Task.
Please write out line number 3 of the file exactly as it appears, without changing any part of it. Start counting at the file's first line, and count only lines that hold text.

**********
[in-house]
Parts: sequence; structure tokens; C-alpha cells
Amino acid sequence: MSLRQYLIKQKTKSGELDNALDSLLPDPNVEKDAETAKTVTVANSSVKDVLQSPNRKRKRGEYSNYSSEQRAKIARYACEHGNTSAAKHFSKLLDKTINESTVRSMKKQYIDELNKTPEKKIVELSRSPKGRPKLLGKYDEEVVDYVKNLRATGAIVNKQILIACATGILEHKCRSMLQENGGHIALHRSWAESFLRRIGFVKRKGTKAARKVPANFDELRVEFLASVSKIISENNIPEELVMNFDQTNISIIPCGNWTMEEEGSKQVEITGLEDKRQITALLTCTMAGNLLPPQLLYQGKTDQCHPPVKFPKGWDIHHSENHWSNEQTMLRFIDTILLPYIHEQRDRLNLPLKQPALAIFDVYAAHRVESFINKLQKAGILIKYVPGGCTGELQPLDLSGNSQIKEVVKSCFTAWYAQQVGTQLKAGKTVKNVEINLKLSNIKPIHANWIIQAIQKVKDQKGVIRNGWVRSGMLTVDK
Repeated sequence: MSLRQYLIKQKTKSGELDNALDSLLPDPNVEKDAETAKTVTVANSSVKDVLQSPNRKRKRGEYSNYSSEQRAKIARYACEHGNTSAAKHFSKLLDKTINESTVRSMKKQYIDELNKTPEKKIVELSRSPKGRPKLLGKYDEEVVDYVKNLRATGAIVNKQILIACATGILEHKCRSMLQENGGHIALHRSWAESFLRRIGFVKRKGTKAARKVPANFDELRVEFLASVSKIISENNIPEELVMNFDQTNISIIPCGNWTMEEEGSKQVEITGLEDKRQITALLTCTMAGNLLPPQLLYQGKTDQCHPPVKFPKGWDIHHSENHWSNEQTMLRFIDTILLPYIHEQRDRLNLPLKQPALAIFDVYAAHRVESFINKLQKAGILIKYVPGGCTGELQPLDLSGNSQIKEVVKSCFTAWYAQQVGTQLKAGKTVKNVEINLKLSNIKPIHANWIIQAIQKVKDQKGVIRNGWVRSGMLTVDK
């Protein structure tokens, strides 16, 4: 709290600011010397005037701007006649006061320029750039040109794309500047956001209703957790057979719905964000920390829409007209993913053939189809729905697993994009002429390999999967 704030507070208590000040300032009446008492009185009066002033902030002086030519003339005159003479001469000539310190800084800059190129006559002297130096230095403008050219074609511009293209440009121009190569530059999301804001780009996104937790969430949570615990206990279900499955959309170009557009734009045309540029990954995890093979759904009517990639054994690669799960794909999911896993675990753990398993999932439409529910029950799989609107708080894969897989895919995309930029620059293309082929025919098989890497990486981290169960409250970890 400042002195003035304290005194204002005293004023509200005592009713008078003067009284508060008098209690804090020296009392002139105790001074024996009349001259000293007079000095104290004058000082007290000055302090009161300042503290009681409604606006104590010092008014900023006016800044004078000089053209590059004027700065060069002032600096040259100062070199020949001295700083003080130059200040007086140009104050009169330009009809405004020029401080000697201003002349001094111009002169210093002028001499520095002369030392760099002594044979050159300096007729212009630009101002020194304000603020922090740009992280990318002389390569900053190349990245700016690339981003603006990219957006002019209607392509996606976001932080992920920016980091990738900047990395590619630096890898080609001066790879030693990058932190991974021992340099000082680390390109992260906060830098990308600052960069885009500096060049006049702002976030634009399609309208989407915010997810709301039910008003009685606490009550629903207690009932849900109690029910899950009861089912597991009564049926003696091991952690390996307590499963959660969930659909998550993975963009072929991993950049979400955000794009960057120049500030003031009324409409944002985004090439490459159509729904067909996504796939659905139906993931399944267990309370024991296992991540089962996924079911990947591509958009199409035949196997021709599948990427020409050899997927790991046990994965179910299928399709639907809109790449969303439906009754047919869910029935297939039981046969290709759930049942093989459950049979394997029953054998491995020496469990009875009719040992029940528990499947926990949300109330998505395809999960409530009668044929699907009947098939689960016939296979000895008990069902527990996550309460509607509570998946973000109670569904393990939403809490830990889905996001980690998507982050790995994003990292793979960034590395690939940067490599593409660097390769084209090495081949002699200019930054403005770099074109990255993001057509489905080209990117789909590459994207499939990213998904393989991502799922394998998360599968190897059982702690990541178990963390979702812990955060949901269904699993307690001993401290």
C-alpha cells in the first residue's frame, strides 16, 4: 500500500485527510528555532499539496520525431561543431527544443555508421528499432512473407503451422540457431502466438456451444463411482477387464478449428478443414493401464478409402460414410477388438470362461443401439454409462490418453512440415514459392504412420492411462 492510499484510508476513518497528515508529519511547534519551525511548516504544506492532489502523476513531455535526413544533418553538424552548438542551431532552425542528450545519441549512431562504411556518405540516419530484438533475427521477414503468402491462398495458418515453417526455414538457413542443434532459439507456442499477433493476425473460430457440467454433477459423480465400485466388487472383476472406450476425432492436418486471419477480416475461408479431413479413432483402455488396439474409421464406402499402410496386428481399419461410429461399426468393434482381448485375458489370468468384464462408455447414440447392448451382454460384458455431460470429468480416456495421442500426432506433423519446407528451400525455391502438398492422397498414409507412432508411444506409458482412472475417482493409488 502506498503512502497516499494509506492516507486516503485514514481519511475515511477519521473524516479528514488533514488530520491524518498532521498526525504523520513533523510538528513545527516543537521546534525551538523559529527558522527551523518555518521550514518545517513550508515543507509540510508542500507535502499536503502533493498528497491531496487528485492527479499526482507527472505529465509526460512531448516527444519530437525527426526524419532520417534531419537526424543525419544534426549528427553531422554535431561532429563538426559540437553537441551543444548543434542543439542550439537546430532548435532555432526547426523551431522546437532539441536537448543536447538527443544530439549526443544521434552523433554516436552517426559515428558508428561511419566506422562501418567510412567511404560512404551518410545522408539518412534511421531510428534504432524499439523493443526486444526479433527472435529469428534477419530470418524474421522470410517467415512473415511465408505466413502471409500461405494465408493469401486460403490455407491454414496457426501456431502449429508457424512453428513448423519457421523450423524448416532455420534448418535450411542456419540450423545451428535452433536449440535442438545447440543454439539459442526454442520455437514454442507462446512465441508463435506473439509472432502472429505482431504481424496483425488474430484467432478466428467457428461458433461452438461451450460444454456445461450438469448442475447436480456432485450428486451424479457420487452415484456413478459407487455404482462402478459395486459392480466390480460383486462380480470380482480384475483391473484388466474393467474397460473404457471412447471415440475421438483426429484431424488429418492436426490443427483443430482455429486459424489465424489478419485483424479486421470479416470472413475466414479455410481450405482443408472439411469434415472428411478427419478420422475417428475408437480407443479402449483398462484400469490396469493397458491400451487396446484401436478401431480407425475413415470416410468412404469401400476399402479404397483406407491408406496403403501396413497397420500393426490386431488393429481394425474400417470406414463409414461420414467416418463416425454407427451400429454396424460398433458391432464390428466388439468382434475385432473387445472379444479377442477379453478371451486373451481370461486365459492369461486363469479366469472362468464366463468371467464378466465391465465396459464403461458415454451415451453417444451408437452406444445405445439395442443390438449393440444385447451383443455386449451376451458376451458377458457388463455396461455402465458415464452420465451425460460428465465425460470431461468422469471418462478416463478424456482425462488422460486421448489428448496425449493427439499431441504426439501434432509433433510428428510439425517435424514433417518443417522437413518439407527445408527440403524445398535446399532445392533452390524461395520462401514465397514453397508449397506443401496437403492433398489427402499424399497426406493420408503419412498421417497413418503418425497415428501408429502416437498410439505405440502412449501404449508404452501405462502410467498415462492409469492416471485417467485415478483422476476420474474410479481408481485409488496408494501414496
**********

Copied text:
Amino acid sequence: MSLRQYLIKQKTKSGELDNALDSLLPDPNVEKDAETAKTVTVANSSVKDVLQSPNRKRKRGEYSNYSSEQRAKIARYACEHGNTSAAKHFSKLLDKTINESTVRSMKKQYIDELNKTPEKKIVELSRSPKGRPKLLGKYDEEVVDYVKNLRATGAIVNKQILIACATGILEHKCRSMLQENGGHIALHRSWAESFLRRIGFVKRKGTKAARKVPANFDELRVEFLASVSKIISENNIPEELVMNFDQTNISIIPCGNWTMEEEGSKQVEITGLEDKRQITALLTCTMAGNLLPPQLLYQGKTDQCHPPVKFPKGWDIHHSENHWSNEQTMLRFIDTILLPYIHEQRDRLNLPLKQPALAIFDVYAAHRVESFINKLQKAGILIKYVPGGCTGELQPLDLSGNSQIKEVVKSCFTAWYAQQVGTQLKAGKTVKNVEINLKLSNIKPIHANWIIQAIQKVKDQKGVIRNGWVRSGMLTVDK